Puberty marks the time when hair starts to thicken or grow in areas where no hair grew before. While girls can expect hair to thicken on the legs and grow in the armpits and genital area, boys can expect thickened hair on the arms and legs, and hair growth on the face, armpits, genital area--and sometimes the chest, back and buttocks. The hair doesn’t grow and thicken all at once but in stages that vary from person to person.
Stages of Male Hair Growth
Boys can expect puberty to begin between ages 9 and 15, when a small amount of pubic hair starts growing at the base of the penis. Between ages 11 and 16, boys can expect to see that hair gets darker, coarser and extends to the area between the legs and torso. Between ages 11 and 17, hair grows under the arms, on the chin and upper lip, and potentially on the anus. Between ages 14 and 18, pubic hair appears more as an adult man’s hair. Facial hair begins to grow more, and into the early 20s, more body hair begins to grow in areas such as the chest and back.
Stages of Female Hair Growth
Girls typically begin to see the first stage of pubic and underarm hair growth between ages 8 and 14. Between ages 9 and 15, pubic hair begins to darken and become coarser. Between ages 10 and 16, pubic hair likely begins to take on a more triangular shape. Pubic hair should fill in between ages 12 and 19.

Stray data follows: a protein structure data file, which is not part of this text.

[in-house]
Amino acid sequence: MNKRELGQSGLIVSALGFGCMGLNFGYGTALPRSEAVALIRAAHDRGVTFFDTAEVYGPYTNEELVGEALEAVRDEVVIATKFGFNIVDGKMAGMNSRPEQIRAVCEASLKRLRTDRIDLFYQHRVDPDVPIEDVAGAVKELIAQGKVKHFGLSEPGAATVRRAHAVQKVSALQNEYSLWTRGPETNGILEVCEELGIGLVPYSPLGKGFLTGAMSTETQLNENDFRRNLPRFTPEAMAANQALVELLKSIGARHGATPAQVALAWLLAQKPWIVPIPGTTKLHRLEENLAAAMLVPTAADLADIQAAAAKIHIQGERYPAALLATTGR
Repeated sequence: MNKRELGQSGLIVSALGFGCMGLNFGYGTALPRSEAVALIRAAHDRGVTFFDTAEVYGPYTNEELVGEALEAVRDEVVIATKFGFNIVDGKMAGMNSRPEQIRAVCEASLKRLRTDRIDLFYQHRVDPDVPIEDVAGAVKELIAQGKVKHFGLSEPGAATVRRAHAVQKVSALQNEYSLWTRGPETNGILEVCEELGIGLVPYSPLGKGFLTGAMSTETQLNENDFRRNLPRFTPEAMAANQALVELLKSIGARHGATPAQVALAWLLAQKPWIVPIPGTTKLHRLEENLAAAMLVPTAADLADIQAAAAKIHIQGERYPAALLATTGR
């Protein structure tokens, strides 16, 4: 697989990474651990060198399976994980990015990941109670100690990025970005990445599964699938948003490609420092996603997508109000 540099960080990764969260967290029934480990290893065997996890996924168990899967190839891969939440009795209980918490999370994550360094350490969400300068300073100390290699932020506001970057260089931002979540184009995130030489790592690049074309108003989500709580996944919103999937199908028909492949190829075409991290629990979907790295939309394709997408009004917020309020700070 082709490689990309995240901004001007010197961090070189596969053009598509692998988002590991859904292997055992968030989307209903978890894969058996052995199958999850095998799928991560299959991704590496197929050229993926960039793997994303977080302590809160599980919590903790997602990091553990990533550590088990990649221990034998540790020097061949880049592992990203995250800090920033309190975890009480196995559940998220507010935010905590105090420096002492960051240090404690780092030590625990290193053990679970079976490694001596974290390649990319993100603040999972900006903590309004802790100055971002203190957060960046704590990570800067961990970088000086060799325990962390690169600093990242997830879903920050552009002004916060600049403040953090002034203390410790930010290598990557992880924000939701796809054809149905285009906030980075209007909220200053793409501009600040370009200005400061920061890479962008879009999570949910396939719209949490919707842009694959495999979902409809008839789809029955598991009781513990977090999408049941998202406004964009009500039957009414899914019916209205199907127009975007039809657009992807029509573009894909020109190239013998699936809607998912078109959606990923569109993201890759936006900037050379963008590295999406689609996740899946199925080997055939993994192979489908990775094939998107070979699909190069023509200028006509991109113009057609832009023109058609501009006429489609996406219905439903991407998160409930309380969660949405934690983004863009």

Factors Affecting Hair Growth
Luteinizing hormone (LH), secreted by the pituitary gland, stimulates puberty and the eventual onset of hair growth in boys and girls. LH stimulates secretion of testosterone in boys and estrogen in girls. Other hormones that initiate body changes are adrenal androgens in both sexes and progesterone in girls.
Early Hair Growth
Precocious or premature puberty causes a girl to begin seeing pubertal changes by age 8 and a boy to begin puberty by age 9. Although the direct cause of precocious puberty isn’t always found, the cause is sometimes related to medical conditions such as hormonal disorders, infections, injuries and exposure to external estrogen and testosterone, such as through ointments.
Delayed Hair Growth
Although medical conditions such as dysfunctions in the pituitary thyroid and pituitary glands, diabetes, kidney disease, asthma and malnourishment can cause delayed puberty and associated hair growth, the cause is often genetics. Parents concerned about delayed puberty in their teen should seek counsel from a doctor.